, Derry, New Hampshire

March 6, 2014

Derry resident seeks town advice on retreat

By Julie Huss

---- — DERRY — A longtime resident hopes to offer his family farm as a spiritual retreat, but town zoning officials want more information before giving their permission.

Paul Doolittle wants to bring a spiritual haven to his property at 33 Old Chester Road. He appeared before the Zoning Board last month, requesting an appeal of an administrative decision by Bob Mackey after the code enforcement officer determined Doolittle’s Sun Point Farm Sanctuary didn’t meet the zoning definition of a “church” in that part of town.

That’s why officials asked Doolittle for more information before making a ruling.

Mackey said he wasn’t sure how Doolittle’s plan fit in with the town’s church definition, so he encouraged Doolittle to bring the appeal forward for more discussion.

Doolittle is a lifetime Unitarian Universalist and has used his family property for spiritual retreats for decades.

“A group of people wanted to do yoga, meditate and farm organically,” Doolittle said.

When his parents moved to the property in the 1980s, Doolittle said he toned down his spiritual efforts. After his parents both died, he decided it was time to revisit his vision.

“The Sun Point Farm came back center stage in my mind as more of a building infrastructure on the farm, a formal retreat center,” he said.

Doolittle said he wants to help people come together, foster a love of the land and be spiritual while doing it.

His plan includes a cluster of buildings on the property, with primitive cabins in the wooded areas of the land.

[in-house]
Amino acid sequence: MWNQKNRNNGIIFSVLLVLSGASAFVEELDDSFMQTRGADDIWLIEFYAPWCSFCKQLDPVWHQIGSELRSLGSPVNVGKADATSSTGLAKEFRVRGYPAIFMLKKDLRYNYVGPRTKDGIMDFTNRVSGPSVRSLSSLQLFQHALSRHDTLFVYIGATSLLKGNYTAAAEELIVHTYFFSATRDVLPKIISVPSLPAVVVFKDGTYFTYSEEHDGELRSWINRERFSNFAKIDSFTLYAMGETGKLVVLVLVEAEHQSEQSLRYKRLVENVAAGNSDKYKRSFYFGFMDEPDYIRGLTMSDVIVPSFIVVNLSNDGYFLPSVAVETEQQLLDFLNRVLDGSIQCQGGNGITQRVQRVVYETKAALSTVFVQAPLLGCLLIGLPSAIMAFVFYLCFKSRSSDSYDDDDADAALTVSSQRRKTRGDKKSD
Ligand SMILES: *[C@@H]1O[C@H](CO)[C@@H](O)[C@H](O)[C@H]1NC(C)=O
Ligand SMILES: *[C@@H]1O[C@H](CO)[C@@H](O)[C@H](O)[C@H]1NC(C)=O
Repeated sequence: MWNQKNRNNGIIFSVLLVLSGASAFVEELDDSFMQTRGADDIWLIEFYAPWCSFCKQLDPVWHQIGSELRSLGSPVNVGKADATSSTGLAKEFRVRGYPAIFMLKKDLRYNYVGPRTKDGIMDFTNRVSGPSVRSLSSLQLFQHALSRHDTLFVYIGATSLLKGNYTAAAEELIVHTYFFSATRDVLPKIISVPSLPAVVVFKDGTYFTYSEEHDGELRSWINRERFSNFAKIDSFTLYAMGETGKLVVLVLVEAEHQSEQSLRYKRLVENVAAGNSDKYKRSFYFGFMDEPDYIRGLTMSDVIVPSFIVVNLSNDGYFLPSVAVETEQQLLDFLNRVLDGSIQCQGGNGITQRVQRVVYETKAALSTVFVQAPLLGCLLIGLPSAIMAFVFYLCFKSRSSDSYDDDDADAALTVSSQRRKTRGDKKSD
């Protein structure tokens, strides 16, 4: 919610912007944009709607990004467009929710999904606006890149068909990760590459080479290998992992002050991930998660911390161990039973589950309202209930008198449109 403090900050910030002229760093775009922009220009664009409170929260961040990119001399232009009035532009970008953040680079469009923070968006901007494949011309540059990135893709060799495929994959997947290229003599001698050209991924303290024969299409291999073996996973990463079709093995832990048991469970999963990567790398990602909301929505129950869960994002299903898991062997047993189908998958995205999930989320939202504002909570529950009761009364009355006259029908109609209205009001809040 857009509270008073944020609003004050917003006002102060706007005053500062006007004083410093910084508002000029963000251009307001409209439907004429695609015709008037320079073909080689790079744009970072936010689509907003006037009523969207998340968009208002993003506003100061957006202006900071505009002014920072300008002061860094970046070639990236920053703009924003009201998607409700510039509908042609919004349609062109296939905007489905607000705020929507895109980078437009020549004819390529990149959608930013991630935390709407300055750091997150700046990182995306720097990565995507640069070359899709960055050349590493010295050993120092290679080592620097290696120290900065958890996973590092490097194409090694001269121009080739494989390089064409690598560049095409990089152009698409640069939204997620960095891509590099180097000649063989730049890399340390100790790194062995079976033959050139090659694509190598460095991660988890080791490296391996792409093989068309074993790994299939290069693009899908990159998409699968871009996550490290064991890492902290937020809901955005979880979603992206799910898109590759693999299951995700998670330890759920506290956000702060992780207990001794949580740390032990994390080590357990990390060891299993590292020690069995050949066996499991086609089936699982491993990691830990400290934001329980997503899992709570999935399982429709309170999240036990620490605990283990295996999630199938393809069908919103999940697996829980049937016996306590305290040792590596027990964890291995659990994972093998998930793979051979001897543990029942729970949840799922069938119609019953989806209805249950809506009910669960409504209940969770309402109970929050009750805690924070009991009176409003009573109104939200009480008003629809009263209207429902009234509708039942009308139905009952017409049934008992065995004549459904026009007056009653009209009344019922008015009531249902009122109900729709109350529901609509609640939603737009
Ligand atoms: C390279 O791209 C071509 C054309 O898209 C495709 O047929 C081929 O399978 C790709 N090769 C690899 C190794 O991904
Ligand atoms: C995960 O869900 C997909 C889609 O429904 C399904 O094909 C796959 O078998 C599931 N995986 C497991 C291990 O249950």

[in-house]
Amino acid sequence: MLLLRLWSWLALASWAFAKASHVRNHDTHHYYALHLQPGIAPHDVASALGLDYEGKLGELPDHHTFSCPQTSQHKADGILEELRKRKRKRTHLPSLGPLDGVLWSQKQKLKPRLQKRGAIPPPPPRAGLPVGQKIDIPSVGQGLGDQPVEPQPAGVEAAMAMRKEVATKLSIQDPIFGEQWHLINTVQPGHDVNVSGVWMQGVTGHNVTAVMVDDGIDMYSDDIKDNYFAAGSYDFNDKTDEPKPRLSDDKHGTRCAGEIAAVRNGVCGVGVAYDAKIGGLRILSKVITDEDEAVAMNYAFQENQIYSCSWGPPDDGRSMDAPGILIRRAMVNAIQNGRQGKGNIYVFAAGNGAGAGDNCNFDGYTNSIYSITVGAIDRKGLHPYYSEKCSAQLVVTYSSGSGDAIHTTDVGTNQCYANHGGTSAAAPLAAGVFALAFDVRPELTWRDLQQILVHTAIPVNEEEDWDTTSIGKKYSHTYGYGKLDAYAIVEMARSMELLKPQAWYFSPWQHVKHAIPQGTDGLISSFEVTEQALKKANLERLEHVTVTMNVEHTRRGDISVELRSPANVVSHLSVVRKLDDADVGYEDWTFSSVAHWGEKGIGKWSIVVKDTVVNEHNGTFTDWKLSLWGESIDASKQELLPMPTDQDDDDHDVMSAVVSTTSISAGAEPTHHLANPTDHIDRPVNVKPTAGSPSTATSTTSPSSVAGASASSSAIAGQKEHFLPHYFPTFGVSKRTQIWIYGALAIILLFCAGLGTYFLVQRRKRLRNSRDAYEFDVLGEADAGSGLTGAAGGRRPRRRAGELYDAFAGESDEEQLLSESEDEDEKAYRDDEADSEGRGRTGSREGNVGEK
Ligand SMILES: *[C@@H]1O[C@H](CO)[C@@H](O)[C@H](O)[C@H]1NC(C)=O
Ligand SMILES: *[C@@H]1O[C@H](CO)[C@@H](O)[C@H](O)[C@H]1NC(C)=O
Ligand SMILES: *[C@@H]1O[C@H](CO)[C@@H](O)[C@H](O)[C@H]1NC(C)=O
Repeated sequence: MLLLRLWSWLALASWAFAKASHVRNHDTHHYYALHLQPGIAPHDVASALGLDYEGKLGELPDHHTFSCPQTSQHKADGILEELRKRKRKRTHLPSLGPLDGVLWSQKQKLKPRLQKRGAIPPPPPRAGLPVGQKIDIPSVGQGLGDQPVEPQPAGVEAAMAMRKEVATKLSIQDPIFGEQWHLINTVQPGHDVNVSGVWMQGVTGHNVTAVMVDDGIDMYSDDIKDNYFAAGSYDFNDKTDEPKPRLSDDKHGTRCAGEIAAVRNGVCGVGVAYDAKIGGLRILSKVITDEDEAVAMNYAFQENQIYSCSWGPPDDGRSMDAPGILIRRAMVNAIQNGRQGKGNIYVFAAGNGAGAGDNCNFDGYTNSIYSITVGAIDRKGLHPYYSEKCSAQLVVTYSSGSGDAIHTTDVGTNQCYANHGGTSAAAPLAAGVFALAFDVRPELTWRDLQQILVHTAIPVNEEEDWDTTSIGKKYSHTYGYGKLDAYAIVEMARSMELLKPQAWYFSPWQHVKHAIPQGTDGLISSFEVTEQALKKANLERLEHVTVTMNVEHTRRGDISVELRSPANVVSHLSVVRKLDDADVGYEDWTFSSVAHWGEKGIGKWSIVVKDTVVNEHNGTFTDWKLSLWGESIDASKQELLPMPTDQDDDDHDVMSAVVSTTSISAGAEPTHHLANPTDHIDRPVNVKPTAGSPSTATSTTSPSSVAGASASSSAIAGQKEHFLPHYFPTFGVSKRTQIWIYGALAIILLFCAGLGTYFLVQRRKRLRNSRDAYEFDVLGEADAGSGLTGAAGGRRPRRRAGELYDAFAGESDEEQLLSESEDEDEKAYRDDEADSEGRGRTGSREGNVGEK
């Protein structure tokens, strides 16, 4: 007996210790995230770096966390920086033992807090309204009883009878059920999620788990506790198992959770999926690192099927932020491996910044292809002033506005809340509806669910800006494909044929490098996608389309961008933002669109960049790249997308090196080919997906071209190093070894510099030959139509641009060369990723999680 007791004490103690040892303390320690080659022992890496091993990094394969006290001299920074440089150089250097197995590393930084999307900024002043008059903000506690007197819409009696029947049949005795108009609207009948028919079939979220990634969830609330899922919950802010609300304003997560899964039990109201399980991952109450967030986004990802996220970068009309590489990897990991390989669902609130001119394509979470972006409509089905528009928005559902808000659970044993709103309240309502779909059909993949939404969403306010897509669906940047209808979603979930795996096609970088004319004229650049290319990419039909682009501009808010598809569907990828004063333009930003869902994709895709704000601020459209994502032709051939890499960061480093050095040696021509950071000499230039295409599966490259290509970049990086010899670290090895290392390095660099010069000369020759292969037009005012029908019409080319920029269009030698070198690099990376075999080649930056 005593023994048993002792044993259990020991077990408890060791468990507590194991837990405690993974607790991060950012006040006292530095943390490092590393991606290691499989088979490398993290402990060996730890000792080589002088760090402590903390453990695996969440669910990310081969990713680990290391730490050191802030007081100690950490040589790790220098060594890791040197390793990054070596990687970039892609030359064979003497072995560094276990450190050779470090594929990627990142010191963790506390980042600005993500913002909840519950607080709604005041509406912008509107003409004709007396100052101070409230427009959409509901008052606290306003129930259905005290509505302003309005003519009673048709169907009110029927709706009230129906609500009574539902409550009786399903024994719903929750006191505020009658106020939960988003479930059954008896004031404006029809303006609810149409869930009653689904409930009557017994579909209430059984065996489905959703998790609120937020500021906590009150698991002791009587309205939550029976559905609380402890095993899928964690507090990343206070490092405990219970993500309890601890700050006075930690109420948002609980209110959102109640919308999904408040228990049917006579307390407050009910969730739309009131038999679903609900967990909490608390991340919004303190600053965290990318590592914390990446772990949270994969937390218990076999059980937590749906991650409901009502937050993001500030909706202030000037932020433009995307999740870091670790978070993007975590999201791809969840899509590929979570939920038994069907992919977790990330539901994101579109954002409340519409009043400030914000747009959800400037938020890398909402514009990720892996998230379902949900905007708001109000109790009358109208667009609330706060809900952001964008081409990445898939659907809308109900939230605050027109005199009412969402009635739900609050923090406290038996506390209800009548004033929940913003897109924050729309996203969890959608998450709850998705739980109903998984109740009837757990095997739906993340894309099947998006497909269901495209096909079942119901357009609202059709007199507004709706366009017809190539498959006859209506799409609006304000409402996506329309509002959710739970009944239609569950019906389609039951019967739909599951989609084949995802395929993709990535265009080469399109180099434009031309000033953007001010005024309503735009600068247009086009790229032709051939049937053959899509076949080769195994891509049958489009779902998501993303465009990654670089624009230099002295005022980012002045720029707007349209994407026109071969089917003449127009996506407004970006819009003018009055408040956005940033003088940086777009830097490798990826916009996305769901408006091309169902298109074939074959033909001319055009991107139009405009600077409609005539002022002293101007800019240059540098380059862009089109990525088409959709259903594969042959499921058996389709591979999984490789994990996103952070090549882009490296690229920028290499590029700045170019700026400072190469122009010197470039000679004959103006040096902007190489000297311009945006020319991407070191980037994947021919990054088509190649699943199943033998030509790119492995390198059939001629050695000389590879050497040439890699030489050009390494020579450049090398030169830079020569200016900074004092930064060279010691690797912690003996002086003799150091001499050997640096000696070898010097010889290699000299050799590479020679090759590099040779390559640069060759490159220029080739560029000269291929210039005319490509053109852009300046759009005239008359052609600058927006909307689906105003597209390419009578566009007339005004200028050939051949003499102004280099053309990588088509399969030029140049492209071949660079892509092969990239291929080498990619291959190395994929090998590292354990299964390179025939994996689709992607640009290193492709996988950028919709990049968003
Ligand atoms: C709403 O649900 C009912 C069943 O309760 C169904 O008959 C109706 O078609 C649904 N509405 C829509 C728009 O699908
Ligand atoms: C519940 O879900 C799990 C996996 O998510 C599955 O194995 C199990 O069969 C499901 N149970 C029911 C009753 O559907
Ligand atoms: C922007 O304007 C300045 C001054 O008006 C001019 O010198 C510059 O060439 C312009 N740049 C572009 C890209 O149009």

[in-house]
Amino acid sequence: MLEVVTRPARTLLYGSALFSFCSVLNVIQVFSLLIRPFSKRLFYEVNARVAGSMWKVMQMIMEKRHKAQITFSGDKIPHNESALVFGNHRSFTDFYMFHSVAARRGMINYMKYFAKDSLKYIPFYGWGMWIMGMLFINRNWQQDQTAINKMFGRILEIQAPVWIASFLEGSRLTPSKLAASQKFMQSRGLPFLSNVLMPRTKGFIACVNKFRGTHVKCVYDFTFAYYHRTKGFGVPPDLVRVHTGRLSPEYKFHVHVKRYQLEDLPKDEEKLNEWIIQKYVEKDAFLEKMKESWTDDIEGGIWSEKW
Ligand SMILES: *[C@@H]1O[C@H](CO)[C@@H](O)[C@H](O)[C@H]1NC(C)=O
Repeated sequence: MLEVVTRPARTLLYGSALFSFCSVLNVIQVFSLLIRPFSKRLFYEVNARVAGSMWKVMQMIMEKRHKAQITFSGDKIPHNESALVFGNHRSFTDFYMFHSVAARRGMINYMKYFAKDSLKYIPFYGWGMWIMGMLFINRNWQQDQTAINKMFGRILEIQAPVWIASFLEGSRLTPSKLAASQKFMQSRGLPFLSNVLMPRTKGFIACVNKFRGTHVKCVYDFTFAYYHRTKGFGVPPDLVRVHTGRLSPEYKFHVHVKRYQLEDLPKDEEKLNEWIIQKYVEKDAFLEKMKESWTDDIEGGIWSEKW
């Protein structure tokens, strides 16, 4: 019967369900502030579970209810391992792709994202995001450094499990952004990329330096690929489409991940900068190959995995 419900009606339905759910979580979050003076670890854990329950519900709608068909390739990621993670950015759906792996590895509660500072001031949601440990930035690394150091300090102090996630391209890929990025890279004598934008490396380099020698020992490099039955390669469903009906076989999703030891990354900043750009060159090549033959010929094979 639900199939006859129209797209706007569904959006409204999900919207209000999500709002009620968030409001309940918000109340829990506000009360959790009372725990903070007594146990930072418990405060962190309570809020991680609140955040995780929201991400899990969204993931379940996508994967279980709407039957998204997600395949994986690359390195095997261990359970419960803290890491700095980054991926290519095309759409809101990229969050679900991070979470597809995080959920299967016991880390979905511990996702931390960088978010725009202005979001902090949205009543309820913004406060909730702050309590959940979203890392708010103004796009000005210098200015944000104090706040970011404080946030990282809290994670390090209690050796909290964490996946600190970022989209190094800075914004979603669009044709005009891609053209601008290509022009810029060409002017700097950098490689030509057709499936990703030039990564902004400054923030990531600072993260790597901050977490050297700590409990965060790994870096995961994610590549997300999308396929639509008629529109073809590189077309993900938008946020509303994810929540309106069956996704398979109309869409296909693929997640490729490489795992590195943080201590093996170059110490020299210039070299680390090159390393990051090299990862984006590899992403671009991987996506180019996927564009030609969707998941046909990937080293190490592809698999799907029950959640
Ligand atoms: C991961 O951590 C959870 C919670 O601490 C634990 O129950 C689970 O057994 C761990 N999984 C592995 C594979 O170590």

Another nine acres would be set aside for organic farming.

Doolittle said his faith has always been one of protecting and appreciating his land and natural resources.

But it’s what constitutes a “church” in the eyes of town zoning officials that is still up in the air.

Churches are allowed in every town zoning district in Derry. Mackey wasn’t sure how to categorize Doolittle’s plan.

“This is not a church in the traditional sense of the word,” Doolittle said. “It’s not a building with a steeple.”

Doolittle has support from other residents.

Tammy Gray said she thought Doolittle’s vision would be a good one.

“I think it would be good for the community, the fact that there is nothing wrong with what I think he is doing,” she said.

But Richard Callahan, who also lives on Old Chester Road, said there were too many gray areas in Doolittle’s plan.

“He’s asking for housing to be put there,” Callahan said. “Is this a church or a retreat center?”

Doolittle said if his plan is approved he would somehow transfer its control to the Unitarian Universalist group. He also said he is not trying to avoid paying any taxes if the retreat center is considered a worship area.

Zoning Board Chairman Alan Virr said the group needed more information before any decision could be made. Doolittle will continue to provide more details on his plan.

He wants to continue to keep his property valued for generations to come.

“I am trying to keep it open, trying to keep it special,” he said. “I don’t want it to disappear when I’m gone. The land there is sacred to me.”